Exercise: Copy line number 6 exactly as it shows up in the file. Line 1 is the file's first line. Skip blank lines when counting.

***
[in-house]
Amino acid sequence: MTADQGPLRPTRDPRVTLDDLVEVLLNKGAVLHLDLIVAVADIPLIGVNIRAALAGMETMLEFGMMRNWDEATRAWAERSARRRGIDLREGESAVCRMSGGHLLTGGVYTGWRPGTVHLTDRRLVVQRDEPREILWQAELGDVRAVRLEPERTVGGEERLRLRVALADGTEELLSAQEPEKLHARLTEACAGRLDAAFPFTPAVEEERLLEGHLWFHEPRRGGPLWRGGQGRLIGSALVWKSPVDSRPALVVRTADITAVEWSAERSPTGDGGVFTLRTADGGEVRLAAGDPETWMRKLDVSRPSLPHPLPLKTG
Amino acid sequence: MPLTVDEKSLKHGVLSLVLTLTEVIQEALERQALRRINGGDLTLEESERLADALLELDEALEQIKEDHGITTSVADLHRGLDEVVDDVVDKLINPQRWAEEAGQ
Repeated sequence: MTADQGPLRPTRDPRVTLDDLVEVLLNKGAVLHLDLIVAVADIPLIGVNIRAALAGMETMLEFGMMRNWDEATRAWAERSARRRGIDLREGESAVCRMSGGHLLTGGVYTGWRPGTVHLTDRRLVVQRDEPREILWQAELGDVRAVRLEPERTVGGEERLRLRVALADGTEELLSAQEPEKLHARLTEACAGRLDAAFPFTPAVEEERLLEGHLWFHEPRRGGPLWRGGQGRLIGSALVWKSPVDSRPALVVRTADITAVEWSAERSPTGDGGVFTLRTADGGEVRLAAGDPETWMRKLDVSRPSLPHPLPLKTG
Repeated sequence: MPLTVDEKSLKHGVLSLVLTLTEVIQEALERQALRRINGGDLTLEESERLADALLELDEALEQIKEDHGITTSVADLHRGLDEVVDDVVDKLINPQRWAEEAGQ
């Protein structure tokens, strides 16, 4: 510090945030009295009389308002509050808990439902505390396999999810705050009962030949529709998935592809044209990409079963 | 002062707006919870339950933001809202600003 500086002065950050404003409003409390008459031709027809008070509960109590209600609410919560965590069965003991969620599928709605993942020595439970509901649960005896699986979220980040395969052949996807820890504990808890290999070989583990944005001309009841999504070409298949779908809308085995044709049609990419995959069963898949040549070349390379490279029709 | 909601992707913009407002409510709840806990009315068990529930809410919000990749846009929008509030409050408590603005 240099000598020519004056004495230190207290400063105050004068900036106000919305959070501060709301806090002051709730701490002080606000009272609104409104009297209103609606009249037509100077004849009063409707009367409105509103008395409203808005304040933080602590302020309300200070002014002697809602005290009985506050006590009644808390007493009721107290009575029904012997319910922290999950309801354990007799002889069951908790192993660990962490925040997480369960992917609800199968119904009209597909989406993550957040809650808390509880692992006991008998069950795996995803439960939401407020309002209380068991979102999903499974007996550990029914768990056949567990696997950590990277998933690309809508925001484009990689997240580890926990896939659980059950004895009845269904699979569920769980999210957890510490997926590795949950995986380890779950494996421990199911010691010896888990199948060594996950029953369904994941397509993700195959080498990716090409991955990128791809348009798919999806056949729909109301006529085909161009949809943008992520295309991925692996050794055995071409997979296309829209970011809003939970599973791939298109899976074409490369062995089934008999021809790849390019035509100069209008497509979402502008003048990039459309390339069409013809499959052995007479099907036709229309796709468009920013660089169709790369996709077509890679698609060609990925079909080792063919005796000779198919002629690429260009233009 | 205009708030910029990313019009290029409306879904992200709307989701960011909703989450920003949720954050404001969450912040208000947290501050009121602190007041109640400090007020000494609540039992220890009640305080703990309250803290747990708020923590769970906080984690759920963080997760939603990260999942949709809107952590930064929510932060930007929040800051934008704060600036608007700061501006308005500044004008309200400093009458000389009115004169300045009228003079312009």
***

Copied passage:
């Protein structure tokens, strides 16, 4: 510090945030009295009389308002509050808990439902505390396999999810705050009962030949529709998935592809044209990409079963 | 002062707006919870339950933001809202600003 500086002065950050404003409003409390008459031709027809008070509960109590209600609410919560965590069965003991969620599928709605993942020595439970509901649960005896699986979220980040395969052949996807820890504990808890290999070989583990944005001309009841999504070409298949779908809308085995044709049609990419995959069963898949040549070349390379490279029709 | 909601992707913009407002409510709840806990009315068990529930809410919000990749846009929008509030409050408590603005 240099000598020519004056004495230190207290400063105050004068900036106000919305959070501060709301806090002051709730701490002080606000009272609104409104009297209103609606009249037509100077004849009063409707009367409105509103008395409203808005304040933080602590302020309300200070002014002697809602005290009985506050006590009644808390007493009721107290009575029904012997319910922290999950309801354990007799002889069951908790192993660990962490925040997480369960992917609800199968119904009209597909989406993550957040809650808390509880692992006991008998069950795996995803439960939401407020309002209380068991979102999903499974007996550990029914768990056949567990696997950590990277998933690309809508925001484009990689997240580890926990896939659980059950004895009845269904699979569920769980999210957890510490997926590795949950995986380890779950494996421990199911010691010896888990199948060594996950029953369904994941397509993700195959080498990716090409991955990128791809348009798919999806056949729909109301006529085909161009949809943008992520295309991925692996050794055995071409997979296309829209970011809003939970599973791939298109899976074409490369062995089934008999021809790849390019035509100069209008497509979402502008003048990039459309390339069409013809499959052995007479099907036709229309796709468009920013660089169709790369996709077509890679698609060609990925079909080792063919005796000779198919002629690429260009233009 | 205009708030910029990313019009290029409306879904992200709307989701960011909703989450920003949720954050404001969450912040208000947290501050009121602190007041109640400090007020000494609540039992220890009640305080703990309250803290747990708020923590769970906080984690759920963080997760939603990260999942949709809107952590930064929510932060930007929040800051934008704060600036608007700061501006308005500044004008309200400093009458000389009115004169300045009228003079312009």